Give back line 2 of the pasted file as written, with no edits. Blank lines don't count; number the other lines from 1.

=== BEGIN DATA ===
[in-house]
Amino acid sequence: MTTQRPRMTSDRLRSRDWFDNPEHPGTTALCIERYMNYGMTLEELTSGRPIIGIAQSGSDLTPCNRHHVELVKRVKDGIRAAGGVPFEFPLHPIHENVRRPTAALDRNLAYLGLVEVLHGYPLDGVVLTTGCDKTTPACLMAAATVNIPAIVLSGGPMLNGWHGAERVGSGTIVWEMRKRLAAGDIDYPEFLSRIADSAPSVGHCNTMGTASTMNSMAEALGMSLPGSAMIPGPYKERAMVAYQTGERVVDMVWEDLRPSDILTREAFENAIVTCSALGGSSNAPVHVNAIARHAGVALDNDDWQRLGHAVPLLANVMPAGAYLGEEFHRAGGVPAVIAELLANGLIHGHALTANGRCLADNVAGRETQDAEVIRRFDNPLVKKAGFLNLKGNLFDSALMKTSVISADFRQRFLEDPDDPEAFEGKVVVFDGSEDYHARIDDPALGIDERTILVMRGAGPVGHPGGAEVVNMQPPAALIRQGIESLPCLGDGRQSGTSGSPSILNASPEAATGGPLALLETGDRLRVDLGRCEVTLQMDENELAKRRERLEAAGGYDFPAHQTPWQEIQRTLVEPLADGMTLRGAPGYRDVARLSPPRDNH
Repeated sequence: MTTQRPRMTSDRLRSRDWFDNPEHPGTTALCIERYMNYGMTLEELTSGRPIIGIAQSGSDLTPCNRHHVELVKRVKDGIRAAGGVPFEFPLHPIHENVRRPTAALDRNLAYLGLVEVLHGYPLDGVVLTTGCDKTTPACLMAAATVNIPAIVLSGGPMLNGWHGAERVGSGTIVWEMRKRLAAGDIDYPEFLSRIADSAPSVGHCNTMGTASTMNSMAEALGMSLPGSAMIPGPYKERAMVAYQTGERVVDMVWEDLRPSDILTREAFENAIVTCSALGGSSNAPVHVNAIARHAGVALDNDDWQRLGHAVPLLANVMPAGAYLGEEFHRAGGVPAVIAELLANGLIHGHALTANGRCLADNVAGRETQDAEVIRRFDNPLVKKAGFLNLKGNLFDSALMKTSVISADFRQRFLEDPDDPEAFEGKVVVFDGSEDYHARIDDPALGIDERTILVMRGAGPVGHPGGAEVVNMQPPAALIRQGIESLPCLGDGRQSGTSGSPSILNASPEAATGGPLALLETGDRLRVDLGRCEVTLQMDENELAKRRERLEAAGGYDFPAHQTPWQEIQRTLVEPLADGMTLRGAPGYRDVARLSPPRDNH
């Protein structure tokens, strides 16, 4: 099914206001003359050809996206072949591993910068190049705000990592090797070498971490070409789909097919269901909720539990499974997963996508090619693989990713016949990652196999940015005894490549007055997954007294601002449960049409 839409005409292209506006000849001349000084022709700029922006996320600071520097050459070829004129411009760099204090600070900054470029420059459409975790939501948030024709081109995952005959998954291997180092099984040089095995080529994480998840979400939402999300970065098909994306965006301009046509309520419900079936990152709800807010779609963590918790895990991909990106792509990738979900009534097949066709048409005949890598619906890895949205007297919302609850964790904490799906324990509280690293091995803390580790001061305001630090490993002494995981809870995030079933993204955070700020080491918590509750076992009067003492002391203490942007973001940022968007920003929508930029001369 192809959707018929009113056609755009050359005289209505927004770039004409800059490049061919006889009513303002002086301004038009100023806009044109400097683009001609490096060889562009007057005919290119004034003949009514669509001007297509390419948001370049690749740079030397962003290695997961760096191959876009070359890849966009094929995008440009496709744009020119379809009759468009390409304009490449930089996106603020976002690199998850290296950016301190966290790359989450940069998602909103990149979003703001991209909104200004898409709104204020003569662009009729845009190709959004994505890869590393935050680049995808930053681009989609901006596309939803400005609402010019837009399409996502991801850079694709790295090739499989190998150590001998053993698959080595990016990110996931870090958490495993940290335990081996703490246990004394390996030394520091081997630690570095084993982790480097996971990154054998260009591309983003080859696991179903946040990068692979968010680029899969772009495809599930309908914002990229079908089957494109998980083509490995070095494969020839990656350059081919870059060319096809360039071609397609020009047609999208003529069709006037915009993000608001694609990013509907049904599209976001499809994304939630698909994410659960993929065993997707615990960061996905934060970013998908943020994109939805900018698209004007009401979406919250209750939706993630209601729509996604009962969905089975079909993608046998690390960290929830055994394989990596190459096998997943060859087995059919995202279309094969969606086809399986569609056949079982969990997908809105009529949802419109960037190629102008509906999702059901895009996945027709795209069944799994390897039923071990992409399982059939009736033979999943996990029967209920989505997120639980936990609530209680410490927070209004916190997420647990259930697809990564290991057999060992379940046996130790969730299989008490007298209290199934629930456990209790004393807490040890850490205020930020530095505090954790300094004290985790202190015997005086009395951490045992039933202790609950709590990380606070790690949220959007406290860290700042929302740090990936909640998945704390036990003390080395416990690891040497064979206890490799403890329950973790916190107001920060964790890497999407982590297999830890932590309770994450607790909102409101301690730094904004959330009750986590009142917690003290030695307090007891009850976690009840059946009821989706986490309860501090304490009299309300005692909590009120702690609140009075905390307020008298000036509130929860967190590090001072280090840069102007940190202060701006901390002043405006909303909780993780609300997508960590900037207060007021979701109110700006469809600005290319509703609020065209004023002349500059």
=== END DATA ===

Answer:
Amino acid sequence: MTTQRPRMTSDRLRSRDWFDNPEHPGTTALCIERYMNYGMTLEELTSGRPIIGIAQSGSDLTPCNRHHVELVKRVKDGIRAAGGVPFEFPLHPIHENVRRPTAALDRNLAYLGLVEVLHGYPLDGVVLTTGCDKTTPACLMAAATVNIPAIVLSGGPMLNGWHGAERVGSGTIVWEMRKRLAAGDIDYPEFLSRIADSAPSVGHCNTMGTASTMNSMAEALGMSLPGSAMIPGPYKERAMVAYQTGERVVDMVWEDLRPSDILTREAFENAIVTCSALGGSSNAPVHVNAIARHAGVALDNDDWQRLGHAVPLLANVMPAGAYLGEEFHRAGGVPAVIAELLANGLIHGHALTANGRCLADNVAGRETQDAEVIRRFDNPLVKKAGFLNLKGNLFDSALMKTSVISADFRQRFLEDPDDPEAFEGKVVVFDGSEDYHARIDDPALGIDERTILVMRGAGPVGHPGGAEVVNMQPPAALIRQGIESLPCLGDGRQSGTSGSPSILNASPEAATGGPLALLETGDRLRVDLGRCEVTLQMDENELAKRRERLEAAGGYDFPAHQTPWQEIQRTLVEPLADGMTLRGAPGYRDVARLSPPRDNH